The arts have stepped up in other critical ways to support our country over the past nine months as well. Even as their own bottom lines have evaporated, arts organizations have opened their parking lots as COVID-19 testing centers. Costume designers have switched from making onstage apparel to sewing masks for frontline workers. Countless performances have raised funds for worthy causes such as food banks and purchasing personal protective gear for healthcare workers. It has been incredibly inspiring to witness, and is a reminder of how the arts are one of humanity’s greatest tools for good.

At the National Endowment for the Arts, we have been working around the clock to ensure that we are doing everything we can to help the arts community, just as it has been doing the same for us.

In March, the Arts Endowment received $75 million through the CARES Act to support America’s arts and culture sectors, and to save as many jobs as possible. Within less than three weeks, we awarded nearly $30 million to state arts agencies and regional arts organizations. These organizations moved equally quickly, and re-granted more than 4,000 awards to local arts organizations throughout their jurisdictions.

A screen shot shows different musicians occupying different brightly colored squares as they perform

A scene from the 2020 NEA Jazz Masters tribute concert, which was produced as a virtual event due to COVID-19. Image courtesy of the National Endowment for the Arts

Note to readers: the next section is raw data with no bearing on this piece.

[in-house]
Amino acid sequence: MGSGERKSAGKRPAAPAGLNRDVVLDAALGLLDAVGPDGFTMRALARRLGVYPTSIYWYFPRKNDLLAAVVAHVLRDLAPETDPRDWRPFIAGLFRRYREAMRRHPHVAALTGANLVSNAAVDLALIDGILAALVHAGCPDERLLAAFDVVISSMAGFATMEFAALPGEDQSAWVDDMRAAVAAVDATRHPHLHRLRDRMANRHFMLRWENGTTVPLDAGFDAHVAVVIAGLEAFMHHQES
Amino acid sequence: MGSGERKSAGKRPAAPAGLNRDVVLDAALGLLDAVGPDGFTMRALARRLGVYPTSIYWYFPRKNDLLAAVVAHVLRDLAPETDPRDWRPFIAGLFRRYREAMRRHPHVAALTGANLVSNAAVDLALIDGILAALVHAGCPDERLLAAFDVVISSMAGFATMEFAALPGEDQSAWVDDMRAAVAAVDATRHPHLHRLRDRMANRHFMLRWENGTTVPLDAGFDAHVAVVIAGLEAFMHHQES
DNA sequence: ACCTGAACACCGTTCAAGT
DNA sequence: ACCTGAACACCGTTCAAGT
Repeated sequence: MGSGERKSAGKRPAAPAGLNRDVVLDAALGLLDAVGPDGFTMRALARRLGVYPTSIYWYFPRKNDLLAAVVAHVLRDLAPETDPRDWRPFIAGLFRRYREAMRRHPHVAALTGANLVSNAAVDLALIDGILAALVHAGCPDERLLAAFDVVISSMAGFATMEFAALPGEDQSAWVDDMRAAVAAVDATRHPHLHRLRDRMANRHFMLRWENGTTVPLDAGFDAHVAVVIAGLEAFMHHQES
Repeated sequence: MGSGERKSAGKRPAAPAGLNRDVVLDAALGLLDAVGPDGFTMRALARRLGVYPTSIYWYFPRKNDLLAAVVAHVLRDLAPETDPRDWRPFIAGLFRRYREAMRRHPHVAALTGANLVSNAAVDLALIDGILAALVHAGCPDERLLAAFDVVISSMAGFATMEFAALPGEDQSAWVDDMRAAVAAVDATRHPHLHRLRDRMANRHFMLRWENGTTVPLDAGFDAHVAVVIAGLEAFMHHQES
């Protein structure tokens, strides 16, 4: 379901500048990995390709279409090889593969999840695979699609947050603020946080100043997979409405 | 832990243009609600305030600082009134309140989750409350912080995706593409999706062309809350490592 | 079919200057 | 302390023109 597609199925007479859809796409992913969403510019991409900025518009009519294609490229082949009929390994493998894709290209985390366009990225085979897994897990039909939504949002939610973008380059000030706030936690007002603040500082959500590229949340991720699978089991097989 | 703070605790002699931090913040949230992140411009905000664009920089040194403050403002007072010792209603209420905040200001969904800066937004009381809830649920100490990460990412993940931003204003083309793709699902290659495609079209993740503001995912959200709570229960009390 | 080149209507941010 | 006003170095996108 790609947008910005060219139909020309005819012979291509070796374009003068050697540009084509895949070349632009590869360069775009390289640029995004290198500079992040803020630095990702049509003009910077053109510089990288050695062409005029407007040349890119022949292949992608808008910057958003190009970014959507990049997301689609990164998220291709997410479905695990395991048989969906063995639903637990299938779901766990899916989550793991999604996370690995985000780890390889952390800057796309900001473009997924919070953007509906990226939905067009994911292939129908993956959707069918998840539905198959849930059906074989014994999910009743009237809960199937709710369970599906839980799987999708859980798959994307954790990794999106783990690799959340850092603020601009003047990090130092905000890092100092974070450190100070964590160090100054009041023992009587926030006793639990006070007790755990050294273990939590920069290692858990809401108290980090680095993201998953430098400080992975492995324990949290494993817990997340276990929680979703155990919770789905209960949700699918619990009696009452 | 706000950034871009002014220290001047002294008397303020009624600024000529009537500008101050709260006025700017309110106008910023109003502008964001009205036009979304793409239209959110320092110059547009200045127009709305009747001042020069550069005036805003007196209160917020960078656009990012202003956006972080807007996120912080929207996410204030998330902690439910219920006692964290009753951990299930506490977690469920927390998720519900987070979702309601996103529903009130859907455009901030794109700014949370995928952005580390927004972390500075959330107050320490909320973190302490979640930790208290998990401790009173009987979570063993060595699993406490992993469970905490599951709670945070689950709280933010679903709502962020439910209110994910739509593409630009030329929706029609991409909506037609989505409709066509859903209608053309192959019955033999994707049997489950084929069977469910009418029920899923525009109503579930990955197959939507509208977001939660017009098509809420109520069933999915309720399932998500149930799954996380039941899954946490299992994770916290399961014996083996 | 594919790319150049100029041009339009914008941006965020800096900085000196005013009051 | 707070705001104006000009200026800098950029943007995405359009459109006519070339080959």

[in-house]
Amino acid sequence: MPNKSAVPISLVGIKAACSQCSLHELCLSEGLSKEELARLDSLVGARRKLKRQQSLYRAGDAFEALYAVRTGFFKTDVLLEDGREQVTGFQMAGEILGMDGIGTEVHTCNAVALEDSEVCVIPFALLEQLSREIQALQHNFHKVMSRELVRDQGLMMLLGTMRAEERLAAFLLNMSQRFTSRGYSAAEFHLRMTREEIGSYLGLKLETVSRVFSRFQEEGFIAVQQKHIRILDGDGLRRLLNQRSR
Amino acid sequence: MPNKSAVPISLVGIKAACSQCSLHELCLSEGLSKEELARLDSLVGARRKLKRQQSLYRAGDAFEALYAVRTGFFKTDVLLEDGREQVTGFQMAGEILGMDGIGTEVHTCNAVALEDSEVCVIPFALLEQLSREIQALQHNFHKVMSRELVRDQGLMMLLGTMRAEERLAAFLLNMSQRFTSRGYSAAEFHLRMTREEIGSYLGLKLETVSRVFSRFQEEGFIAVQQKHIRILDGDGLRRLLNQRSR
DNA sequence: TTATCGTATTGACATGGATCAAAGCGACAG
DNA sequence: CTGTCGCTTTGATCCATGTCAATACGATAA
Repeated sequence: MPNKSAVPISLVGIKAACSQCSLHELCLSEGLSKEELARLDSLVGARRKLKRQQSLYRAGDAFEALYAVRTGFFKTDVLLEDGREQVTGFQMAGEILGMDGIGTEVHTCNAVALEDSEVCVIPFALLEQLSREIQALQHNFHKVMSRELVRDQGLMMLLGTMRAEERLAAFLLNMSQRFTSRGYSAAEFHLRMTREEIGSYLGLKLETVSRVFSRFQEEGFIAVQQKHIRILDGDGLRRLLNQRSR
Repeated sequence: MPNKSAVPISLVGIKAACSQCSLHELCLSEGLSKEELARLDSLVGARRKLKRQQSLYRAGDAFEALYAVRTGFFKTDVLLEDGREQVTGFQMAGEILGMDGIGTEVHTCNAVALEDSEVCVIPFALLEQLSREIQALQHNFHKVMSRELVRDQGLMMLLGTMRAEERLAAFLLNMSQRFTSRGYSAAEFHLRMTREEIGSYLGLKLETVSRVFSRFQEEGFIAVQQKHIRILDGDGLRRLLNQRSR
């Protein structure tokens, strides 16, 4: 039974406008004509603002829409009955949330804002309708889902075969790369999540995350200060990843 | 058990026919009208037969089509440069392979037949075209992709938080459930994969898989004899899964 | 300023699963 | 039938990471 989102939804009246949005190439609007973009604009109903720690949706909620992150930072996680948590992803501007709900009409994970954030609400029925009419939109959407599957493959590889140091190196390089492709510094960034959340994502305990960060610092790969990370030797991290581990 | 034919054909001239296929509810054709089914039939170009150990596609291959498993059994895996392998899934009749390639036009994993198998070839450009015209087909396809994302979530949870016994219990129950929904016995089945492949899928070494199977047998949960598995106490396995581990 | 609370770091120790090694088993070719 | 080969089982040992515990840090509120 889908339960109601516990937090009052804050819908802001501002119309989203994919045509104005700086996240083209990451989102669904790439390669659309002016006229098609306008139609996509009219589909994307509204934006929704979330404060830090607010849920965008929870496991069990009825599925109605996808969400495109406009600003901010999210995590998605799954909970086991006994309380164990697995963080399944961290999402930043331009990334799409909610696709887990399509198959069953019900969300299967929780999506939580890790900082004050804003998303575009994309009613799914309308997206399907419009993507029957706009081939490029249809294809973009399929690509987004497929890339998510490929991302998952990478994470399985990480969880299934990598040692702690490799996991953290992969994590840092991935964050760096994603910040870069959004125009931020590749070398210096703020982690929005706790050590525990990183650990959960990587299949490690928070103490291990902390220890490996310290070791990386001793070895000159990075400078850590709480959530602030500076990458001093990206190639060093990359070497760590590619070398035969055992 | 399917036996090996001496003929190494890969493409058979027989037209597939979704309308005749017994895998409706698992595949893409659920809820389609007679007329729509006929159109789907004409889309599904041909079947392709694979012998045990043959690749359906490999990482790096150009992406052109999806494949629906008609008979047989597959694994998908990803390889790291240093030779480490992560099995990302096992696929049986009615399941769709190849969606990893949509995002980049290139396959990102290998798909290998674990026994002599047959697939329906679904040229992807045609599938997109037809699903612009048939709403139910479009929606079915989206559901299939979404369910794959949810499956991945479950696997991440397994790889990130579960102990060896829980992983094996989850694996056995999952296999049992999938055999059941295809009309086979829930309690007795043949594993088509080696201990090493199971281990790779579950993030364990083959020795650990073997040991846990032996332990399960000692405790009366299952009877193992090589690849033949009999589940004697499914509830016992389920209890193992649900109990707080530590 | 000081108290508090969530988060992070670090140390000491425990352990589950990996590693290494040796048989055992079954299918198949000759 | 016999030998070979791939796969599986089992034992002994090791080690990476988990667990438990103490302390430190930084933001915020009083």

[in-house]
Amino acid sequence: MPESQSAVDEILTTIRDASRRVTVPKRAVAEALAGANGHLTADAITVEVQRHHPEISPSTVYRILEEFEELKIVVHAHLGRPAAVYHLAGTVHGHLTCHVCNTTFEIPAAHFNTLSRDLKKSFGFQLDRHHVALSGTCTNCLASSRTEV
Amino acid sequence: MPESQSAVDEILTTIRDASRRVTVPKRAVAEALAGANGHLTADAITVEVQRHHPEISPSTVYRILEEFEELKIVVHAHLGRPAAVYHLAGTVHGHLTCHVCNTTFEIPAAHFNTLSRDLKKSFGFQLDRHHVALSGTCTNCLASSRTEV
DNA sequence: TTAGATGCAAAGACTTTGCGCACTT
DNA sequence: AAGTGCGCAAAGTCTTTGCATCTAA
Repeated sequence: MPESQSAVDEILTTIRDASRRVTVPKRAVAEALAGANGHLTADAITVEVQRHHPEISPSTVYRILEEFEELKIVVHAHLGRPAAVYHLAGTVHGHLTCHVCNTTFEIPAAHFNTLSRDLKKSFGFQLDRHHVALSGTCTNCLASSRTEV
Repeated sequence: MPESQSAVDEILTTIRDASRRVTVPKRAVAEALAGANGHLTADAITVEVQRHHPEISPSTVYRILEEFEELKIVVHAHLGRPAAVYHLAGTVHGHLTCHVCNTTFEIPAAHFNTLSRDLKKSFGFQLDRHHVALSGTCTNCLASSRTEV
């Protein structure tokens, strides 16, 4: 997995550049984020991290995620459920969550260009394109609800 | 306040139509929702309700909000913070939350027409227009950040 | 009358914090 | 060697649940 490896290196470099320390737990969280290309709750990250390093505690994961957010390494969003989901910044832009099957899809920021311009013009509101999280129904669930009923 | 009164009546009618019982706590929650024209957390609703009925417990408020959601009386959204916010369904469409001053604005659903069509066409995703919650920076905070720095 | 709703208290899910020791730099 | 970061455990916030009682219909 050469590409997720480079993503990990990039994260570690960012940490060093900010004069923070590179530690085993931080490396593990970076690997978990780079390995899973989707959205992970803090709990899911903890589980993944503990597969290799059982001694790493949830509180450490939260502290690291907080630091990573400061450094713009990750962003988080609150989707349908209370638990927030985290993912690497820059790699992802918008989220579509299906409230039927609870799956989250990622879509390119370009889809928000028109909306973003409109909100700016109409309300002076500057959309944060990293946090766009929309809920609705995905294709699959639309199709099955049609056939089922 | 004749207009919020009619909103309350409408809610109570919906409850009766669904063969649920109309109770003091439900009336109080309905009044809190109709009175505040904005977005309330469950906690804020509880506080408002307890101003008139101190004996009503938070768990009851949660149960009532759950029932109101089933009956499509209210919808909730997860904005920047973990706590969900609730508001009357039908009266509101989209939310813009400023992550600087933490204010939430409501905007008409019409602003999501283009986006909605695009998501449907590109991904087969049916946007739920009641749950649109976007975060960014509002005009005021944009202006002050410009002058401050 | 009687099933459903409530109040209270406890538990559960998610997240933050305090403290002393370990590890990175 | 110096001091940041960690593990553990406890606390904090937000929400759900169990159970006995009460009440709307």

The remaining $45 million that the Arts Endowment received from Congress was awarded through direct grants to nonprofit arts organizations in an effort to retain jobs and cover operating costs. Our usual matching requirement was also waived. The grant application and approval process moved three times faster than our normal timeline, and we announced our CARES recipients on July 1st. In the end, we awarded grants of $50,000 to 846 organizations throughout the country, providing what we hope was a measure of financial security.

While I am enormously proud of the relief we were able to provide, and the speed at which we were able to provide it, everyone at the Arts Endowment is acutely aware that our supply of funding did not come close to meeting the demand for assistance. We received more than 3,100 eligible applications requesting $157 million, a sign of how every organization, big and small, urban and rural, is struggling right now. We’re hopeful that our agency will be included in any future relief bills that Congress might pass so that we can continue to assist our nation’s incredible arts workers.

Of course, our nation’s arts and cultural sector has always relied on a diverse ecosystem for support—no single agency can uphold the arts alone. This is especially true during challenging circumstances. Our partners at state arts agencies, regional arts organizations, and national service organizations, and our friends at private philanthropies, have been critical to the continued survival of America’s artists and arts organizations. Whether it is through the distribution or redistribution of relief funds, or providing opportunities for their constituents to stay connected, informed, and cared for, it has been incredibly heartening to see how cultural organizations have worked in tandem to strengthen and support our nation’s artistic sector.

So while there are plenty of reasons for anxiety and concern within the arts and cultural sectors, there are reasons for hope and encouragement. In the words of American legend and former National Council on the Arts member Duke Ellington, “Gray skies are just clouds passing over.” Together, we will figure out a way to keep moving forward until these gray skies pass. In the meantime, the National Endowment for the Arts will continue to do everything we can to ensure America’s arts workers can keep creating, innovating, and finding moments of beauty in every cloudy day.